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God’s Gracious Smile March 23, 2012

Filed under: Numbers — Stephanie Rische @ 3:53 pm
Tags: ,

In my job as an editor, one of my biggest joys is receiving notes from readers and hearing how a certain book touched them. Of all the notes I’ve gotten over the years, though, there’s one that especially stands out.

The e-mail came to me from a 10-year-old girl who had just finished reading a children’s fiction series about a girl and her horse:

I used to think God was too busy to ever think about us, and the only times he did was when he was mad about something. And I thought he was just always frowning at us, so I never really talked to him. I didn’t understand what it meant in the Bible when it says you’re supposed to fear God.

 

Young as she is, this girl articulated what so many of us, deep down, fear is true—that when God looks at us, his face is screwed up in a frown. He sees all our shortcomings and failures, and he wishes we’d be a little smarter, a little more well-behaved, a little more spiritual. Even if we acknowledge that at some level he’s obligated to love us, we picture him as distant or at least mildly dissatisfied with us.

Then the girl goes on:

But then I read these books and I realized I was wrong. Especially when I read how Ellie pictured God smiling. Since then I’ve thought about him smiling about different things, and I talk to him a lot. Anyway I just wanted to tell you that and thank you very much for the books.

 

In the book of Numbers, Aaron gets instructions about his duties as a priest. This role was especially significant in the Old Testament because the priest wasn’t just the spiritual leader; he was God’s representative to the people. The priest was charged with showing them, in a sense, what God looked like. So when the Lord revealed the blessing Aaron should give the people, it wasn’t just some nice, poetic-sounding language. It was a picture of God’s very face.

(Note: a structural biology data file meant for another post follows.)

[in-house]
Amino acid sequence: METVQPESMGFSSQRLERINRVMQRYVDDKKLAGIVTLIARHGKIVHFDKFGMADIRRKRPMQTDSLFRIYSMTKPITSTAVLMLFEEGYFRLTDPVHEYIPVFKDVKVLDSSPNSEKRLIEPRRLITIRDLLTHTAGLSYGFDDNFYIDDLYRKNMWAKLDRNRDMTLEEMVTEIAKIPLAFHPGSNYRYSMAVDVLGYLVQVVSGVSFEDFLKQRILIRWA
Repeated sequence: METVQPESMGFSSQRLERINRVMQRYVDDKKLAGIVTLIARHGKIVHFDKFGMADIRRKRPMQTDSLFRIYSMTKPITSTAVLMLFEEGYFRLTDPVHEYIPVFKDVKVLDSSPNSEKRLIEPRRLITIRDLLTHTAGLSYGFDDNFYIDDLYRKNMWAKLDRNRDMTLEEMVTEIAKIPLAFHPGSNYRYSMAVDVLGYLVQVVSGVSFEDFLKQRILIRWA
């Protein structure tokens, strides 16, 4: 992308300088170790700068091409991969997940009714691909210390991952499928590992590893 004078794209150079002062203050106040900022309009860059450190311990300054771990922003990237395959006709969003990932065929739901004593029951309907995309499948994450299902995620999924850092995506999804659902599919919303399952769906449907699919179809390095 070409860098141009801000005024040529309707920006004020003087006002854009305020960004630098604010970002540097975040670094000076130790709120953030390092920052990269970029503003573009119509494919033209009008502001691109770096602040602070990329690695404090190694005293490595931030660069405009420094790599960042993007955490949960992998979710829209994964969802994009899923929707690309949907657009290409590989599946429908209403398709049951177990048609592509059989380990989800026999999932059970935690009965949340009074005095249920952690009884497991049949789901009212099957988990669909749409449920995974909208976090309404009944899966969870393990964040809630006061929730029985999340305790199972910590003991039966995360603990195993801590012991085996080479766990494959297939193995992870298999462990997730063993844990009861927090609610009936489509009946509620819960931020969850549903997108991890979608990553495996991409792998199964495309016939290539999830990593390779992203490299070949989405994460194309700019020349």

May the LORD bless you
and protect you.
May the LORD smile on you
and be gracious to you.
May the LORD show you his favor
and give you his peace.
—Numbers 6:24-26

When I read this verse, I can’t help but think of another 10-year-old. Me. As a kid, I was sensitive with a side of drama, so I often felt like going to school was some kind of epic battle. I feared that I wouldn’t fit in, that someone would make fun of me, that I’d fall short somehow.

But every morning my mom served as my own Aaron. She’d wait at the bus stop each day and recite the priestly blessing over my brother and me: “May the Lord bless you and keep you….May the Lord smile on you….”

No matter what battles might be waiting for me that day, there was something I could cling to that would make it all bearable: I knew what God’s face looked like. He wasn’t frowning; he was smiling.

And he was smiling on me.

I’ve taken the challenge of reading the Bible chronologically this year and tracing the thread of grace through it. These musings are prompted by my reading. I’d love to have you join me: One Year Bible reading plan.